The day before he was taped harassing a Park Ranger for doing her job, Neugebauer went on The Chad Hasty Show to state that he will keep the government shut down for “as long as it takes” to ensure that Obamacare is not funded, claiming it was the will of the American people.

NBC Washington

Congressman Confronts Park Ranger Over Closed WWII Memorial

By Mark Segraves
|  Thursday, Oct 3, 2013

Conflict over the responsibility for the government shutdown got personal at the World War II Memorial in Washington, D.C. Wednesday when a member of Congress confronted a U.S. Park Service Ranger over access to the closed park land.

The congressman was Randy Neugebauer, a Republican representing Texas. He confronted the ranger in the middle of a crowd of tourists as she was keeping most of the public out of the closed World War II memorial.

The Park Service has been allowing World War II vets who have traveled from all over the country to enter the memorial, even though it’s closed during the government shutdown; the rangers say they are exercising their First Amendment rights as they let the veterans in.

But they are keeping the rest of the public out of the facility, which is officially closed. And that did not sit well with the congressman, reported News4’s Mark Segraves, who witnessed the confrontation.

“How do you look at them and… deny them access?” said Neugebauer. He, with most House Republicans, had voted early Sunday morning to pass a funding measure that would delay the Affordable Care Act, a vote that set up a showdown with the Senate and President Barack Obama. With the parties unable to agree on how to fund the federal government, non-essential government functions shut down Tuesday.


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Published on Sep 22, 2013

“The reason that Republicans cannot win Latinos – or other minorities for that matter – is because Republicans counter liberal ‘Santa’ version of big government with what I call the ‘Darth-Vader’ idea of big government, ” says Shikha Dalmia, senior analyst at the Reason Foundation, during FreedomFest 2013 in Las Vegas.

“What Republicans show Latinos and other voters is not the humane and kind version of limited government.”

Grover Norquist, founder and president of Americans for Tax Reform, joined Dalmia in discussing how the GOP’s anti-immigration rhetoric and political position is pushing minority voters to the left.

About 36 minutes.

Edited by Amanda Winkler. Camera by Paul Detrick and Alex Manning.

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Image Source  :  WIkimedia . org

United States Capitol, Washington, D.C., USA   Poco a poco


MedCity News

September 14, 2013 1:46 am by

At long last, Republicans have presented an alternative to the Affordable Health Care Act: DeMintcare.

No, it’s not an herbal remedy involving mint. Or the removal of mint. It doesn’t even involve care, actually.

But — bless ’em — it’s a plan. For that, we should all be grateful.

The man with the plan is Jim DeMint, a Republican from South Carolina who left the U.S. Senate at the start of the year to become president of the Heritage Foundation. (Bigger office, apparently.)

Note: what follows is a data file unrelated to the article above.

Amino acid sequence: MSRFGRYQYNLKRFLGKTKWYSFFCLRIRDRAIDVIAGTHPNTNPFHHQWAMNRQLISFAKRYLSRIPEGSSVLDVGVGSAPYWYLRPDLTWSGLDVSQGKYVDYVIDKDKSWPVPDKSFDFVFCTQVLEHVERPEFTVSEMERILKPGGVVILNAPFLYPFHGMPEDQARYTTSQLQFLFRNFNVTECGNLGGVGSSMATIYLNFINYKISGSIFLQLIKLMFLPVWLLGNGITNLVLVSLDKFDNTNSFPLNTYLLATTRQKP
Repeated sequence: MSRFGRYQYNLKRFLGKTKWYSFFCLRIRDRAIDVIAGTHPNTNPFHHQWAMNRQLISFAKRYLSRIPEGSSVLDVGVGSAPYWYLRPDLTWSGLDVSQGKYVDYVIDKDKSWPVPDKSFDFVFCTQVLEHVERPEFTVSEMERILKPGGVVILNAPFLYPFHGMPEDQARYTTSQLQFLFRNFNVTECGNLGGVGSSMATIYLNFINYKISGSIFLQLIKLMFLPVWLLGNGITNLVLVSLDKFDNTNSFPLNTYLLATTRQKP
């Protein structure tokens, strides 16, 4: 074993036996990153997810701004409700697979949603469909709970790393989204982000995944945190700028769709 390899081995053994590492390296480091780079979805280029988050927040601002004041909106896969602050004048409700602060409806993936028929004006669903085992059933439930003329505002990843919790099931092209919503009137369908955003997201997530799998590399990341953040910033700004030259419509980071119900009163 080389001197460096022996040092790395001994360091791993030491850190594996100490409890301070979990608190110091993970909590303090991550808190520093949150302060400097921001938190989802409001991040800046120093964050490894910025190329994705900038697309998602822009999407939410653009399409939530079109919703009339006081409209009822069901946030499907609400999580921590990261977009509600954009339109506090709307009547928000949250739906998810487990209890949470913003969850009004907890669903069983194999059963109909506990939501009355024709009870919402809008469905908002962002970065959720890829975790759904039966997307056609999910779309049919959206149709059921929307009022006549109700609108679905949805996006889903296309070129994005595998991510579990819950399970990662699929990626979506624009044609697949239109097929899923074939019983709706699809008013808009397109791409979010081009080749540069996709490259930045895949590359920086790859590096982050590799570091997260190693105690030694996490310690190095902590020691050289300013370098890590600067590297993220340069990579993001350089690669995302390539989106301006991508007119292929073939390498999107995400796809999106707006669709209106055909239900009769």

Heritage, you’ll recall, is the conservative think tank that first proposed the basic framework for today’s health care reform and loved, loved, loved it when it was implemented in Massachusetts as Romneycare.

But when it became Obamacare — not so much.

DeMint recently elaborated on the intricate nature of this not loving, loving, loving it anymore.

“I cannot think of anything that’s more un-American than national government-run health care,” he said. “Those who believe in those principles of socialism and collectivism we’ve seen over the centuries, they see as their holy grail taking control of the health care system.”

To reiterate, the basic design of this grail wasn’t anything that came from a collective operating at the Heritage Foundation.

When the thinkers at that think tank proposed the framework — the “individual mandate,” requiring insurance for everyone — it was sound, fiscal policy. When it re-emerged from the White House, it was something vaguely Kenyan.

So, what does DeMint propose as an alternative?

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Mass Tea Party Mass Tea Party

Published on Jul 26, 2013

Obama’s Second Term Scandals “Phony?” – Sarah Palin & Michele Bachmann On The Record

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House Passes Republican Farm-Policy Bill Without Food Stamp Aid

Farmer Bill Maupin, left, confers with landowner Norman Sandelbach while inspecting freshly planted corn seeds in a field outside of Henry, Illinois.

House Republicans passed a five-year U.S. farm-policy bill that retains subsidies to farmers and strips out food-stamp spending, costing it Democratic support.

The plan was approved today 216-208, with all Democrats and 12 Republicans in opposition. The measure also would repeal underlying provisions that potentially would double milk prices when a new law isn’t passed. The measure, scaled back after the House defeated a bill that included food stamps three weeks ago, is “extremely flawed,” said Senator Debbie Stabenow, chairwoman of the Senate Agriculture Committee.

Farmer Bill Maupin, left, confers with landowner Norman Sandelbach while inspecting freshly planted corn seeds in a field outside of Henry, Illinois. Photographer: Daniel Acker/Bloomberg